Whether these children become ironworkers or not is less essential. What matters is that, when they see a fire, they now see its potential. They see the power and utility of the heat, the tools that it can form, and the utility of those tools. This recognition is a gateway to alternatives. They are like the builders who can see all at once the home, the two-by-fours, the timber forest, the soil that grew the trees, and the landscape that held ground before the logging industry intervened. It is not that we should always seek to be led back to a time before industry, but that this knowledge of history and process should inform how industry grows, declines, and reforms in perpetuity. 

 

As was spoken by several people at several times throughout the week, it is by succession, through the education, training, and trust bestowed upon our younger generations, that we ourselves re-learn how to root. It may sound like an unhinging of linear time, but it will be the work of future generations to ensure the soil around our roots does not erode any further—that, in fact, the topsoil grows. It is up to us to teach them how to do this—or at the very least to show them the fire. 

 

Christopher Nesbitt spoke to this point during the Conference when he emphasized the difference between restoration and rehabilitation. With regard to the establishment of diverse perennial-based food systems, there may be no going back, but we have the tools to shape a new way forward. He shared an anecdote of a brief encounter late in the life of his mentor and friend Pablo Cal. One afternoon he found Pablo—at that time in his early 80s—watering a crop of mahogany trees germinated in containers. Chris asked him what he was doing watering trees that would not fruit in his lifetime. Pablo responded, "I have work left in my body. I have nothing better to do today. So I am going to water my mahogany trees."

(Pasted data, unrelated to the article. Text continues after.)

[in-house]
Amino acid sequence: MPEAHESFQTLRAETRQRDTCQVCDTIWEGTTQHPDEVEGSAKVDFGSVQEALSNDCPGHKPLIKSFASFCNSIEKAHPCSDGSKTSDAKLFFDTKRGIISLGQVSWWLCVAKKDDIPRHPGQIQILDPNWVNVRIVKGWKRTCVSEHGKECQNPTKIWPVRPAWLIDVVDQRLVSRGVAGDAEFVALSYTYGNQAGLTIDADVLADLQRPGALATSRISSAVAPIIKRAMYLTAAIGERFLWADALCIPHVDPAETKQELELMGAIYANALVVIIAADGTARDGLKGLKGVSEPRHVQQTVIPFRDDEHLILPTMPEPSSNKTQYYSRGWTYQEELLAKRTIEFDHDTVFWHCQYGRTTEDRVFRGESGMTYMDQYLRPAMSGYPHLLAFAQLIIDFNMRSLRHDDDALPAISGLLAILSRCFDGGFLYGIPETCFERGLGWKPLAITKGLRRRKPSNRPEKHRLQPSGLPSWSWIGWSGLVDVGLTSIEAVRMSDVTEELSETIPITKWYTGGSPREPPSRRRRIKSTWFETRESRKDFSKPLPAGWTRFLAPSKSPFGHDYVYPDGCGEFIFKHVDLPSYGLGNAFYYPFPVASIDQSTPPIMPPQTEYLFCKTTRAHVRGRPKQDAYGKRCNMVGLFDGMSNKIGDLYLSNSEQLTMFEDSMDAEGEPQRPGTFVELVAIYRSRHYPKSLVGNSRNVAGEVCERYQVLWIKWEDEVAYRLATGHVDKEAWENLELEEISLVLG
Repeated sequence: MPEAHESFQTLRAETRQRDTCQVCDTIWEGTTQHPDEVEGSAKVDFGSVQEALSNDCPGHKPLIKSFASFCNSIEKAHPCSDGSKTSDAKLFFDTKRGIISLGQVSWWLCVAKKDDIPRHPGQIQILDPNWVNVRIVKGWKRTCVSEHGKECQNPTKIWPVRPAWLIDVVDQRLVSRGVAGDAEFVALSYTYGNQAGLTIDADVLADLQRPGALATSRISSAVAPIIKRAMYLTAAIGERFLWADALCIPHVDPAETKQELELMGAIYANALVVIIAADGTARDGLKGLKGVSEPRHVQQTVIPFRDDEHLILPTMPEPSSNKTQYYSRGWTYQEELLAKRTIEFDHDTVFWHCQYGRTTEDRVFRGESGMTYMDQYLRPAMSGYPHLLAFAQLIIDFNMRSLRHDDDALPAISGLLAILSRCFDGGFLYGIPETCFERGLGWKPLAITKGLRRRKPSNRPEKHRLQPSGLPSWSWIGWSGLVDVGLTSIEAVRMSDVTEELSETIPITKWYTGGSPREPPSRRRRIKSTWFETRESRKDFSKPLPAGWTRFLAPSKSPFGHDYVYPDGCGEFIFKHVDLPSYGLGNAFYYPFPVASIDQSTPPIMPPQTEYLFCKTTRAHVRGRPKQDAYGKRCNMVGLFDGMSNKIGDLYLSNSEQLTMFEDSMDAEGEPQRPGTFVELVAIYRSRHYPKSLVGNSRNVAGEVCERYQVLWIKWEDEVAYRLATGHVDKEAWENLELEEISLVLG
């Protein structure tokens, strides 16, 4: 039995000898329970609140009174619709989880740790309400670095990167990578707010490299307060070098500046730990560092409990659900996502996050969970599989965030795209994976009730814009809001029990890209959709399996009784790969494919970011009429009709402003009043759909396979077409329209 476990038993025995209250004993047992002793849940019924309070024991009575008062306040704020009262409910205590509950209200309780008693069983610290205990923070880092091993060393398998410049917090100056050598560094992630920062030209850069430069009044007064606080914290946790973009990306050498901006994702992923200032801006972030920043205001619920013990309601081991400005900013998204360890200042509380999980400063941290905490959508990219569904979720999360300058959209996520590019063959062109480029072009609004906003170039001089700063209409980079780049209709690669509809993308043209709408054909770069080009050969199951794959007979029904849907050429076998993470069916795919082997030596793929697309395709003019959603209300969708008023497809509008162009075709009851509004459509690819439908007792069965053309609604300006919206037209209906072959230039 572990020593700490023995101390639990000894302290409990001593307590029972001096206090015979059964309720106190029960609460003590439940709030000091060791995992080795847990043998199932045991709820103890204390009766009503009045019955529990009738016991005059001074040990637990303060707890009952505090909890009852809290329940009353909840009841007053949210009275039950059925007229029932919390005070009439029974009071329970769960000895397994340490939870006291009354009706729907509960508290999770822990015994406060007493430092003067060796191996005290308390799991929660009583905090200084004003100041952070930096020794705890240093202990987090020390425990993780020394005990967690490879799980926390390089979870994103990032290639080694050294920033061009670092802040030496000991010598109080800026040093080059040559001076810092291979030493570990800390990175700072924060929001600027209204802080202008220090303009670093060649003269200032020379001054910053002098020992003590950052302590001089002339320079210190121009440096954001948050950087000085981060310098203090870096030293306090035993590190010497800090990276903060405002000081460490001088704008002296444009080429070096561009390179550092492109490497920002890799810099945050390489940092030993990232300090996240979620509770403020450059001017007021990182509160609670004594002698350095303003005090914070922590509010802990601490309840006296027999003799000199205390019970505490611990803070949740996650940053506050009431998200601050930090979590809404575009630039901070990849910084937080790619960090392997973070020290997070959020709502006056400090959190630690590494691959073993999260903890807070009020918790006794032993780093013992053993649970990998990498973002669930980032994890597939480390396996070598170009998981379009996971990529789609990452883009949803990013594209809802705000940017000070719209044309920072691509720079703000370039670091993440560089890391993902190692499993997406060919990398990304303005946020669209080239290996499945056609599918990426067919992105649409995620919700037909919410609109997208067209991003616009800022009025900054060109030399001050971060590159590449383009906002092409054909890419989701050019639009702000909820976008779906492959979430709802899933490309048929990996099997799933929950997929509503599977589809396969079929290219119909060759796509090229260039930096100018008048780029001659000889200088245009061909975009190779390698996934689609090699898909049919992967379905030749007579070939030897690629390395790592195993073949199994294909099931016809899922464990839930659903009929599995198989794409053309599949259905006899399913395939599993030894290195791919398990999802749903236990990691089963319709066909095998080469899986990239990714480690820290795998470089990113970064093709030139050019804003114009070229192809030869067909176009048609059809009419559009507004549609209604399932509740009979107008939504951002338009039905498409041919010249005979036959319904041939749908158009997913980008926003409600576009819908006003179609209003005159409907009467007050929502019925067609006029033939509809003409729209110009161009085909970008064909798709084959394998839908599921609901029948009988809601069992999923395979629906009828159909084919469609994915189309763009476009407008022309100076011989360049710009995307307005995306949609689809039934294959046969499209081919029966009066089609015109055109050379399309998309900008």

An ethic and intention becomes unconscious when we learn to observe the way natural systems proceed and then choose to integrate ourselves into them. When we see the fire for its many uses, and the timber for its roots in the soil, and the young saplings for the meals our grandchildren will share with their neighbors, then we have witnessed regeneration. 

 

What follows then is an imperative to tell stories. And, for the love of the earth, tell a story! Tell it though your hands, in the classroom, in the field, and on the street. There is no inappropriate medium for narrative. A diversity of languages is an extremely healthy condition. 

 

 

It would have pulled more hours than are in a day to have brought to you all that was felt and known at IPC India. And, even then, it would have been limited by my perspective. This is as it should be. Experiences are meant to be lived where they are, with narratives intended to convey the patterns of meaning and details of relevance. Things—meaning moments, lessons, people, and places—will always be missed. There will always be cracks to slip through. This constraint of understanding reveres mystery, an essential component of knowledge—and an important point of departure for creative thought.

 

So stay creative. And do as Rowe Morrow asks us and bring this creativity—bring permaculture—to the wicked problems of right now.

 

For those interested in supporting Permaculture's next global summit in Argentina, I encourage you to contact the hosts directly:

 

Beatriz Ramírez Cruz

muralesgcruz@gmail.com

 

Tierra Martínez

institutonaluum@gmail.com

 

And I encourage you as well to shape the message of permaculture where you are. Don't let the bread go stale.

 

Thank you, be well, and stay in touch.